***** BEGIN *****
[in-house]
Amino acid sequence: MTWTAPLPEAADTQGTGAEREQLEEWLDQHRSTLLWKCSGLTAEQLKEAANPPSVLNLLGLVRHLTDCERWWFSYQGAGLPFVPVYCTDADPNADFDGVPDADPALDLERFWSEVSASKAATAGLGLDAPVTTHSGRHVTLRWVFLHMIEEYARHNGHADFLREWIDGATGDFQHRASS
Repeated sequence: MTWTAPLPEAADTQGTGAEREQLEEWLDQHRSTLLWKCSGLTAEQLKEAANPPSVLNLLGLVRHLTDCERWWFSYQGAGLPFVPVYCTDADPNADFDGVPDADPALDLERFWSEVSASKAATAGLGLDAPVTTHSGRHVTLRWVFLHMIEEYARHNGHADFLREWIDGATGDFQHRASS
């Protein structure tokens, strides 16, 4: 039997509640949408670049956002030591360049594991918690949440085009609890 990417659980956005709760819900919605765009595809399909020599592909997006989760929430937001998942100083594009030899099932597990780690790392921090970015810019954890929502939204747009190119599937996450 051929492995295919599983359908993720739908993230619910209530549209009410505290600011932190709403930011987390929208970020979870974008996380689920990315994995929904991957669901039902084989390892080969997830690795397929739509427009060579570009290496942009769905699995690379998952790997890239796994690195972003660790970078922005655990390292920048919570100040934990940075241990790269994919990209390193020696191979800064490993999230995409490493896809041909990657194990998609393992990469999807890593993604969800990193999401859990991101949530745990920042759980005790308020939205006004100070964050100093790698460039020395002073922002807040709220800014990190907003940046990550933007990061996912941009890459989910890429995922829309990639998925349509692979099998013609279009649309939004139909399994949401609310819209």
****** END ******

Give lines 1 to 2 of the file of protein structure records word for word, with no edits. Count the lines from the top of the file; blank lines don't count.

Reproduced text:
[in-house]
Amino acid sequence: MTWTAPLPEAADTQGTGAEREQLEEWLDQHRSTLLWKCSGLTAEQLKEAANPPSVLNLLGLVRHLTDCERWWFSYQGAGLPFVPVYCTDADPNADFDGVPDADPALDLERFWSEVSASKAATAGLGLDAPVTTHSGRHVTLRWVFLHMIEEYARHNGHADFLREWIDGATGDFQHRASS